A number of years ago, in 2009 I was attempting to do some small stream prospecting in the Los Padres National Forest, near Frazier, California. At that time I was told, the area was closed to mining, and that no gold mining could be done in that area because it was under a state study program. I have not checked back on how that study program is doing or what it revealed about the condition of our rivers and streams.
Rather, even in consideration of the distance traveled to do recreational mining, I have recently moved off into prospecting and mining other areas in Northern California. Even that effort has been stopped by the state of California because of some recent legislative rulings. After all the years of waiting, and as I get older and less able to endure the rigors of mining, all I can do is imagine what it would be like to take part in that great act of discovery called the American gold rush. With some sense of defeat and inevitability, I remain an armchair miner, and support activities of my mining organization as best I can.
Recently, scientific and technological evidence presented to the state of California did not convince those who intended to produce legislation, speciously concerned that liberating mercury from streams during suction dredging was harming our rivers. Conversely, those technical tests by miners who carefully collected and weighed the mercury that wound up in their dredges, found an actual positive effect on the environment. By using suction-dredging systems to remove mercury from our streams, a valid benefit to our rivers stands as an example of the good that the miners are doing for our environment. The fact that the miners are actually removing mercury from the streams is lost on some minutia of infinitesimal importance, which keeps the suction dredging band in place.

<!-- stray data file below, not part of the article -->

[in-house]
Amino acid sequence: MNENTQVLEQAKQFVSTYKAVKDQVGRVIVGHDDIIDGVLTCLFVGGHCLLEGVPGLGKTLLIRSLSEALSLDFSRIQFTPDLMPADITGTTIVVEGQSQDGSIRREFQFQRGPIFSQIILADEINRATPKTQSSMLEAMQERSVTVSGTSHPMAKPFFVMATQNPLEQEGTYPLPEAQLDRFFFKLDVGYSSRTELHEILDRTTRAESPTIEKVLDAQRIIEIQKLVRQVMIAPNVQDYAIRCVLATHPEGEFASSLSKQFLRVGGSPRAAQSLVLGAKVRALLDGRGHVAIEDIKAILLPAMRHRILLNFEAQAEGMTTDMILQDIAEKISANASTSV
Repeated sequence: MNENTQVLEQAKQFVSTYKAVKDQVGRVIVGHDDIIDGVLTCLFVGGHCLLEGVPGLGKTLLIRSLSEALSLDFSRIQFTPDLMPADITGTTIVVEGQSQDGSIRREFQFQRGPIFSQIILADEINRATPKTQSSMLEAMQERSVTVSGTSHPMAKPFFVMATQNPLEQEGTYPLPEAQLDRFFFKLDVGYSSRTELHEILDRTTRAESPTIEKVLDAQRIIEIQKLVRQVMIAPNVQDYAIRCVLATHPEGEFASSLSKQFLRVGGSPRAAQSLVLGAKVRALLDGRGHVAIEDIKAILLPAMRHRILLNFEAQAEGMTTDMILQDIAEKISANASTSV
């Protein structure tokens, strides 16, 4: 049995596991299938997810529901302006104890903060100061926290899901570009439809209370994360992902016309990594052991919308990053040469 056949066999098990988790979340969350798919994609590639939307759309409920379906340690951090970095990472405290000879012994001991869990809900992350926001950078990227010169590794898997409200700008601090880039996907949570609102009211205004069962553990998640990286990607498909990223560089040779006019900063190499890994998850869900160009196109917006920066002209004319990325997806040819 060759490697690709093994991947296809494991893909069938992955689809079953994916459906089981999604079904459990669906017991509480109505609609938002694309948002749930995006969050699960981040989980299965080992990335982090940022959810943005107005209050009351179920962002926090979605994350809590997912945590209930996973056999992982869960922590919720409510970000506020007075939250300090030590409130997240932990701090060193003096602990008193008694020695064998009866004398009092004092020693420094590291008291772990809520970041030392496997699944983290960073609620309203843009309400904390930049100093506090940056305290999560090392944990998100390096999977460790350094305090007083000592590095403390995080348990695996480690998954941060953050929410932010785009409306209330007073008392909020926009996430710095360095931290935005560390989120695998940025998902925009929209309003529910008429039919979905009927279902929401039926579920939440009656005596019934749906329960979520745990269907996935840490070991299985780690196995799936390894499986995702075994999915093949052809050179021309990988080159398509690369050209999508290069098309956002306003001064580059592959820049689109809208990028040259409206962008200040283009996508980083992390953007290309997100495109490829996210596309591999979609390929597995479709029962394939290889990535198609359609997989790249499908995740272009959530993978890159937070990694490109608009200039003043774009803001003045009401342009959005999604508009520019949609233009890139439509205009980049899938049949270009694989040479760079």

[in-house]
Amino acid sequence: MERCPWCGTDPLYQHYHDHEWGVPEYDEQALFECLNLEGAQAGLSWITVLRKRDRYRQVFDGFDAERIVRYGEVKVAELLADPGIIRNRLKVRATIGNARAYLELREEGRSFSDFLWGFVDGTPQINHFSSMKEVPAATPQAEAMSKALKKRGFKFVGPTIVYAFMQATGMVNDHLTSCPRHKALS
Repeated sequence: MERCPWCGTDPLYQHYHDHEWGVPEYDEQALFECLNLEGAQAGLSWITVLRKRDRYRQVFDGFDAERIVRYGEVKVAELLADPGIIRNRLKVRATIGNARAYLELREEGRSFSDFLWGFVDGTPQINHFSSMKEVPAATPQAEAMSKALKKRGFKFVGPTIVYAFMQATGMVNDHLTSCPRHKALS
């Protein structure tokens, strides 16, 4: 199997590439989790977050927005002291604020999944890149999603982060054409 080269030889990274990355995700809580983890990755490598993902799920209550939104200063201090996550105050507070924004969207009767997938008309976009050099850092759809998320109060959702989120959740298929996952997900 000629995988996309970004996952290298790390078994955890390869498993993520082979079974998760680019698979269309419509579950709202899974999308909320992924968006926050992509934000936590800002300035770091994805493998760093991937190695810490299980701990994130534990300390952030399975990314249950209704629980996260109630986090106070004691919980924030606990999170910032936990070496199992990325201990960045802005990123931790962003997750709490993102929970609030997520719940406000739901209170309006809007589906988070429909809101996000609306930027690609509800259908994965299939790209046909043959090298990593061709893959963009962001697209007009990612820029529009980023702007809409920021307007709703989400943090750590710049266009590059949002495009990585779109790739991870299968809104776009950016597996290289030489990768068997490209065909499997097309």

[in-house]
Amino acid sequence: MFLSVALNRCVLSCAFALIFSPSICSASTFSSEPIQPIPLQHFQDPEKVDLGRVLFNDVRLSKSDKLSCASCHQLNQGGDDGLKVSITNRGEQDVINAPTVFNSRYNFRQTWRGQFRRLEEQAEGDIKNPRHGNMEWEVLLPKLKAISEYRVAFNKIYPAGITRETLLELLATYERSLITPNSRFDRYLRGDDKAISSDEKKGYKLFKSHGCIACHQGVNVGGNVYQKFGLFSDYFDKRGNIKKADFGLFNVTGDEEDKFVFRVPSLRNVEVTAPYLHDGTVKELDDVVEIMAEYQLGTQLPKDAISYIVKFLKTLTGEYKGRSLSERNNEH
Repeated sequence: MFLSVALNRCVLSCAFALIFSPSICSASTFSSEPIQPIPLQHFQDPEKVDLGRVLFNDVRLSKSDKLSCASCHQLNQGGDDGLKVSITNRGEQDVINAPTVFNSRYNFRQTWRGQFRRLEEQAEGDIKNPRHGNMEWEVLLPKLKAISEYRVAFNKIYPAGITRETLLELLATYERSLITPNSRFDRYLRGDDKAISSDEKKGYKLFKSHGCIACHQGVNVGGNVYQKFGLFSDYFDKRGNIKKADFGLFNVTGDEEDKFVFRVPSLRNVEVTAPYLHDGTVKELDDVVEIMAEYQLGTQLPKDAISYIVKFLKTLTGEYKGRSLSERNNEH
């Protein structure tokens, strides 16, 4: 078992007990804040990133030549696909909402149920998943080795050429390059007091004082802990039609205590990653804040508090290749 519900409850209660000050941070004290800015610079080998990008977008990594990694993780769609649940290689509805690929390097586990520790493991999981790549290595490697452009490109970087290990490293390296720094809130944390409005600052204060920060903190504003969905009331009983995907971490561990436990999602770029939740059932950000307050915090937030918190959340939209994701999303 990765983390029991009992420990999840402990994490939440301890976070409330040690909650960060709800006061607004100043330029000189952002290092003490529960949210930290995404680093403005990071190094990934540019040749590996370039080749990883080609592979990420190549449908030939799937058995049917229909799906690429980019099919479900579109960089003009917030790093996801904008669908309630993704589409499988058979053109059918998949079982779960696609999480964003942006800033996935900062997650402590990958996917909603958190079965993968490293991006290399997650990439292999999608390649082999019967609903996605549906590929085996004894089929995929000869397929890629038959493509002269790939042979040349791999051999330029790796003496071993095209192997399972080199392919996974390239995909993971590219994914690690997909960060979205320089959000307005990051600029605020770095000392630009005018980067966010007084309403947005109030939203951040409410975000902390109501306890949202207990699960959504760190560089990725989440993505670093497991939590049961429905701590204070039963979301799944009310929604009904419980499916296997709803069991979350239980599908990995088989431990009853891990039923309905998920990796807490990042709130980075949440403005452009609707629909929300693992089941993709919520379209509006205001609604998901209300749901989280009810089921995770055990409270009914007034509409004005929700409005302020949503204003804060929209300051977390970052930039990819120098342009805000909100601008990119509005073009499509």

A similar complaint by the state of California that suction dredging stirs up sediment and clogs areas where fish might lay their eggs is also faulty because during certain times of year when fish spawning takes place in our rivers, gold-mining is restricted. Moreover, without a doubt, argument or complaint, our group, The New 49ers respects that ruling in its entirety.
Another area of concern by the state of California, supposes that modifications and destruction of a stream bank or riparian environment, harms California's river systems. This assumption has caused the state of California to ban any motorized mining equipment within one-hundred yards of a river or stream. This puts extreme pressure on those miners who would otherwise do what is called high banking, where material from a river or its shoreline is processed for its gold using water pumped from the river using mechanical pumps. Setting up pumps with one-hundred yard suction lines is extremely expensive and very unproductive. More energy would be used to move water that distance, than an equivalent value could possibly be gained by mining. So in effect, that ruling stops mechanically enhanced high banking near a river or stream.
Study programs or not, the current intent of the California State Government is to ban gold mining in every state and federal forest within the state of California. Between saving a tiny frog, considered to be endangered, to egregious legislative activities to maintain federal lands in California in a pristine natural state, goes against common sense and against the federal intent of the 1872 Mining Law. That mining law contains provisions that require miners to maintain and protect the environment in which they mine.